Middle Managers’ sensemaking of organizational change in a multinational corporation

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School of Business | Master's thesis
Degree programme
Management and International Business (MIB)
The objective of this study is look into how middle managers make sense of an organizational change of standardizing a process that defines their work process. Sensemaking has been a popular approach in explaining the outcomes of organizational change initiatives and it is used for understanding how different organizational actors react, feel and understand, in other words, make sense of change. This study aims contribute to the research by examining sensemaking about change before change takes place. The focus is on middle managers’ sensemaking of moderate planned change that falls between incremental and radical change prior to the execution of it. It looks at middle managers’ initial reactions when they are informed about the change and exposed to senior management’s sensegiving. This is a qualitative study that uses a single case study method. The research was conducted in one multinational corporation in the IT outsourcing industry. The data was collected through five semi-structured interviews with five middle managers and it was supported by observational data. The focus of the study was narrowed down to one global team of middle managers in the business development department. The case company was planning to standardize the global team’s work processes by implementing a new process that defined it. Concerning the research gap, as the middle managers and their teams would have to adopt the new way of working, it was of interest to study how they made sense of the upcoming change. Based on the thematic data analysis, four sensemaking themes were identified as how middle managers make sense of change: 1) contrasting with the current situation, 2) personal dimension 3) participation, 4) reflecting upon expectations. Each theme has some individual characteristics, but they are also overlapping and interrelated, meaning that their details fit into more than one theme. As a result, from these four themes, three sensemaking types were derived: fully supportive, skeptically supportive and recognition without responsibility. These sensemaking types showed how the middle managers planned to take on or ignore the responsibility of executing the change in the future and their level of support towards the standardized process.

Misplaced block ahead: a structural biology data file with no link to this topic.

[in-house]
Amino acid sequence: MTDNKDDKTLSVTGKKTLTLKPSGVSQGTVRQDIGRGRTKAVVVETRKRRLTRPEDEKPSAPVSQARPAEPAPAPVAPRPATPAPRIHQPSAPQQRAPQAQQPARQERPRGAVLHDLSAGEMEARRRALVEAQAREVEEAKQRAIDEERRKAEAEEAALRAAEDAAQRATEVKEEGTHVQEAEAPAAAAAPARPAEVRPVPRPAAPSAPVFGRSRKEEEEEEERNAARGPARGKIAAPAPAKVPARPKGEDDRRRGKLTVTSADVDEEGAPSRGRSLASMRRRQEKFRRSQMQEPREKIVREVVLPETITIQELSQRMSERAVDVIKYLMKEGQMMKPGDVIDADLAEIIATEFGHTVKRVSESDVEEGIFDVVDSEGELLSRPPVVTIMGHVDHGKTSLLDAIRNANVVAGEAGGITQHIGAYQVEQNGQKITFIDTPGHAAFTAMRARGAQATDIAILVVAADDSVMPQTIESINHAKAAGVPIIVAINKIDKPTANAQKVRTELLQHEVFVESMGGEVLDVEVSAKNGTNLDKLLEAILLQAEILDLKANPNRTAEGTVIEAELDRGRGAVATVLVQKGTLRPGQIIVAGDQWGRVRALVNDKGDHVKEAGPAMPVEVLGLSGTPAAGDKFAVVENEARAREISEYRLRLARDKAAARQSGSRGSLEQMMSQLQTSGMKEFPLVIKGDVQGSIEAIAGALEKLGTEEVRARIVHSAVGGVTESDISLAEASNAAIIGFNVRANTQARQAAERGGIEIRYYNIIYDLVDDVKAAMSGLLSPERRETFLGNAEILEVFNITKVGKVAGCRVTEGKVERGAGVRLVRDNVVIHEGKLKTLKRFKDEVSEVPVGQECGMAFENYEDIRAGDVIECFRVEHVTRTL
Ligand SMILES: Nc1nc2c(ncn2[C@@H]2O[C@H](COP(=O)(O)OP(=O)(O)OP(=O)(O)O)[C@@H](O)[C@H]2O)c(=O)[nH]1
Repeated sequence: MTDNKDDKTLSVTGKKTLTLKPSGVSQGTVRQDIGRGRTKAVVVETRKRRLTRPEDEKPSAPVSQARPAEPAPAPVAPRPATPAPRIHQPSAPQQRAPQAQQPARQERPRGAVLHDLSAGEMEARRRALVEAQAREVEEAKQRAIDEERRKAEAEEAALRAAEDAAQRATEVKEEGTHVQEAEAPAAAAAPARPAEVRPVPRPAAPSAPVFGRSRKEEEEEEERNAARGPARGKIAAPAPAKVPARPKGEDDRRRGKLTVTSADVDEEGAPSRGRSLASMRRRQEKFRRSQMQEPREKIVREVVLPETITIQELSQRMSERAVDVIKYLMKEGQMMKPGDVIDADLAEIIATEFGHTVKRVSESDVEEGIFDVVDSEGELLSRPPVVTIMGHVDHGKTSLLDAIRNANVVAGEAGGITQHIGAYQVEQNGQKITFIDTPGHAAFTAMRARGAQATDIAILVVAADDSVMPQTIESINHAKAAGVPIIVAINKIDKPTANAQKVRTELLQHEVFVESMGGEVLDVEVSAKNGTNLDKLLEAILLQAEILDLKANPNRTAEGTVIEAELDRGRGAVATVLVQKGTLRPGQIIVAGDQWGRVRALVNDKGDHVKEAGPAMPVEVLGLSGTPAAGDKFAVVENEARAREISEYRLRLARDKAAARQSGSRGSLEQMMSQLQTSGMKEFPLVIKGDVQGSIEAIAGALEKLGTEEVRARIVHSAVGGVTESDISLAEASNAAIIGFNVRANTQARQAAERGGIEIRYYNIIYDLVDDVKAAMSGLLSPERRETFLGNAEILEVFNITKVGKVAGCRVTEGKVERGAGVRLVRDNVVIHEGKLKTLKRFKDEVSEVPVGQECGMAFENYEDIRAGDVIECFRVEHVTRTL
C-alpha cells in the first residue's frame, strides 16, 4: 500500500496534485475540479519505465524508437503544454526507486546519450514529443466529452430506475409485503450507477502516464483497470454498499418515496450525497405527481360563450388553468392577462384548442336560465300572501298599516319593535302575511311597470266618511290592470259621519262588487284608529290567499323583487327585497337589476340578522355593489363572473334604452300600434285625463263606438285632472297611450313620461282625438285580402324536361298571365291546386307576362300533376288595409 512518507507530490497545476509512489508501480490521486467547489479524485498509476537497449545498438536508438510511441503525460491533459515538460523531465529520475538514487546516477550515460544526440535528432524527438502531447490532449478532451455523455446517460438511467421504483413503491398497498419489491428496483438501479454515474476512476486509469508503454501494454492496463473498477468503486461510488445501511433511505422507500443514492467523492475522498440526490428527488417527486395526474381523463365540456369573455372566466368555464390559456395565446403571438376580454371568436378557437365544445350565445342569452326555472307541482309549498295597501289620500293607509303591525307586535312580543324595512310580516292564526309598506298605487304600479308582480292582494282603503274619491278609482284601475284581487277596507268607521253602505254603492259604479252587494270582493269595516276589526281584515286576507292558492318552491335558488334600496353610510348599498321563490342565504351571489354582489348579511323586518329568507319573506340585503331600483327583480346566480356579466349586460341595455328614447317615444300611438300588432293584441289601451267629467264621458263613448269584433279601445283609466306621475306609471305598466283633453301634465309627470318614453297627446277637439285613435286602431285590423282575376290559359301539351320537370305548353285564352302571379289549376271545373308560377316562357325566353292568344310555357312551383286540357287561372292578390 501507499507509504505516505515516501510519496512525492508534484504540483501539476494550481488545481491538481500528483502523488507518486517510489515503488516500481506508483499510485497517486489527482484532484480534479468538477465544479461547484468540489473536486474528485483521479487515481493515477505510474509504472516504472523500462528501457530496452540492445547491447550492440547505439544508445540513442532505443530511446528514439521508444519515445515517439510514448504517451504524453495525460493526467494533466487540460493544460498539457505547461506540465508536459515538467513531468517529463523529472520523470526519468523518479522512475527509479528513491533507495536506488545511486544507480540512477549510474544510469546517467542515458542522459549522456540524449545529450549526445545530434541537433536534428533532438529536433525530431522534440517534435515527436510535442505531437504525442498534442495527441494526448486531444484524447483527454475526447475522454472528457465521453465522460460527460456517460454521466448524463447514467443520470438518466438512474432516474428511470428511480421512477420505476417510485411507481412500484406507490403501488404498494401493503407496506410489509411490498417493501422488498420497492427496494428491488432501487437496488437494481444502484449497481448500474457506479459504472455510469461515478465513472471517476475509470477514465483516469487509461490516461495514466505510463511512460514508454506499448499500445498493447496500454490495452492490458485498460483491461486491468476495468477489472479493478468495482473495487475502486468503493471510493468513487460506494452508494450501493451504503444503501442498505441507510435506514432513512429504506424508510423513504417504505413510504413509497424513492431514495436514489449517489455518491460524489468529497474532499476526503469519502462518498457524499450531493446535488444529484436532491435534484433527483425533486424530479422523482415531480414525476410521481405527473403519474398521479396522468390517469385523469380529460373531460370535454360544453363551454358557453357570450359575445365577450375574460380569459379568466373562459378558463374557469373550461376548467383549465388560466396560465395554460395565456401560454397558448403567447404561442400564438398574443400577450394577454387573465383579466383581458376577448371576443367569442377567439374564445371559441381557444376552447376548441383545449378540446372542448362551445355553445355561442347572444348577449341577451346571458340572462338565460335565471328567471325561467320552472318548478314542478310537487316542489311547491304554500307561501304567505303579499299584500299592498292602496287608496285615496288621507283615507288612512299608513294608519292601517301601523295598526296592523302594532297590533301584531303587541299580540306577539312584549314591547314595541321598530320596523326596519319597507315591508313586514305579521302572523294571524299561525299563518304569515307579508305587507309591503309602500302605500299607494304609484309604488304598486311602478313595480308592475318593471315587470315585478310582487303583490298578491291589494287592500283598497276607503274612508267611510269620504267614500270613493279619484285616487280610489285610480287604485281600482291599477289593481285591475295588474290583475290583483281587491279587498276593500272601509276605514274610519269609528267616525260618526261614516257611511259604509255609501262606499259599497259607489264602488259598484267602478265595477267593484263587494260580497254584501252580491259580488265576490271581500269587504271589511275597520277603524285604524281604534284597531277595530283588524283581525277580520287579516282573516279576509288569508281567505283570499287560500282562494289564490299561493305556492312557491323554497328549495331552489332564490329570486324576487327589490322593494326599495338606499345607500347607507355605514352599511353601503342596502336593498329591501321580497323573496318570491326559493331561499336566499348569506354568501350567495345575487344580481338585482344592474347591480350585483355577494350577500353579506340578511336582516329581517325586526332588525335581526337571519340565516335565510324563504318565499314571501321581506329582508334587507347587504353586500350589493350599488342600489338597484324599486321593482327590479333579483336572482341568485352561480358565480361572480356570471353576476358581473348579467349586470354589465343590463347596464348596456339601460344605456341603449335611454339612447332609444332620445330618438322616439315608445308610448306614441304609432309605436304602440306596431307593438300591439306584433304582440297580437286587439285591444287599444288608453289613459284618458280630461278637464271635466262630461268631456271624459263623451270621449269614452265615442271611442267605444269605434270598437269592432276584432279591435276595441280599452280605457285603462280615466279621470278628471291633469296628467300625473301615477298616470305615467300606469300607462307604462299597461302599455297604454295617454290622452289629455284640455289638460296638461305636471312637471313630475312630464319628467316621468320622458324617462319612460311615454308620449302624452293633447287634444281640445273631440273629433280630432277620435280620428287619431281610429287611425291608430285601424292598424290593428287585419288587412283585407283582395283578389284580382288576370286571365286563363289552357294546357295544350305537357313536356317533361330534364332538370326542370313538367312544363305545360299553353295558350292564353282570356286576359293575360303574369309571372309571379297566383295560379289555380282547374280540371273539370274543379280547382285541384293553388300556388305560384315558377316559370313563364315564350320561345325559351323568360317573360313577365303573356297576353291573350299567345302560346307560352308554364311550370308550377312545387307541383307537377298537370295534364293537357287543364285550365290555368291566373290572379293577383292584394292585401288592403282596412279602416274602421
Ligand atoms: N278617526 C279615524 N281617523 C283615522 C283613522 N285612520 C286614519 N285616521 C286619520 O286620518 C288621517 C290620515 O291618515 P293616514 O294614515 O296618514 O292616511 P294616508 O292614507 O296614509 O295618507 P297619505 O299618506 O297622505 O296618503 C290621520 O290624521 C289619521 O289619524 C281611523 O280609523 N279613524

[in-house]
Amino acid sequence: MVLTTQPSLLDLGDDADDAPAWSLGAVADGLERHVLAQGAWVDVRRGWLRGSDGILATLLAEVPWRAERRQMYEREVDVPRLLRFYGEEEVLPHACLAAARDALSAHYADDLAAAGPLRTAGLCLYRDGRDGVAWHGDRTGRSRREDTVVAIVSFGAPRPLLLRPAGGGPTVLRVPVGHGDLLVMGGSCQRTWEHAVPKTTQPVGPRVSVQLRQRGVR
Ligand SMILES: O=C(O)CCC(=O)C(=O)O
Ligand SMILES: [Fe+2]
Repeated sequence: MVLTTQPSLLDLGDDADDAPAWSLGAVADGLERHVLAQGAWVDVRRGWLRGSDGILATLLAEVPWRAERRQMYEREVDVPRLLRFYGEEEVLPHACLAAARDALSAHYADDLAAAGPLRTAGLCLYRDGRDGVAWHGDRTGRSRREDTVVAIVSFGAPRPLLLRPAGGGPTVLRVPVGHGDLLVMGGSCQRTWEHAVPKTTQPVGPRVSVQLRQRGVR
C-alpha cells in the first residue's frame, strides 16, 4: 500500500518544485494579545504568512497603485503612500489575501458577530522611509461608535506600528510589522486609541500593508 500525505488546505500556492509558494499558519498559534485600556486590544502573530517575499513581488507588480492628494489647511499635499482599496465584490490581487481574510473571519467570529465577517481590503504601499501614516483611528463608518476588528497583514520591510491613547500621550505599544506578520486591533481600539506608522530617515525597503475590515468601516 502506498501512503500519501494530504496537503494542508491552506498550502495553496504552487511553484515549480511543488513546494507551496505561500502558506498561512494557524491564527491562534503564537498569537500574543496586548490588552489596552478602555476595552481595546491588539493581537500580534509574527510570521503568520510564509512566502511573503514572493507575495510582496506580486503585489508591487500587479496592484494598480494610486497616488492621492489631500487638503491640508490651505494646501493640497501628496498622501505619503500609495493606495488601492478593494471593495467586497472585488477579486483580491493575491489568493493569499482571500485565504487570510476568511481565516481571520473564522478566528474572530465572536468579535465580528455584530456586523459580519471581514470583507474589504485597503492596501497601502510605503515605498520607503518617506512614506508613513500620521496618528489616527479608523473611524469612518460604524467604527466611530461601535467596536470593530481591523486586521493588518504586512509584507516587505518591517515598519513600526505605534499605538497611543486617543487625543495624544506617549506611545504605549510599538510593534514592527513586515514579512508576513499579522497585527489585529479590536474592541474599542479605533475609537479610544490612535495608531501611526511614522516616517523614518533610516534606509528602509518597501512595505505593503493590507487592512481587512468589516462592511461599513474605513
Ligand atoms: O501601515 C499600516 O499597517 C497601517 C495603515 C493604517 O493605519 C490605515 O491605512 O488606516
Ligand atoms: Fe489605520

Thesis advisor
Junni, Paulina
sensemaking, sensegiving, organizational change, middle manager, process
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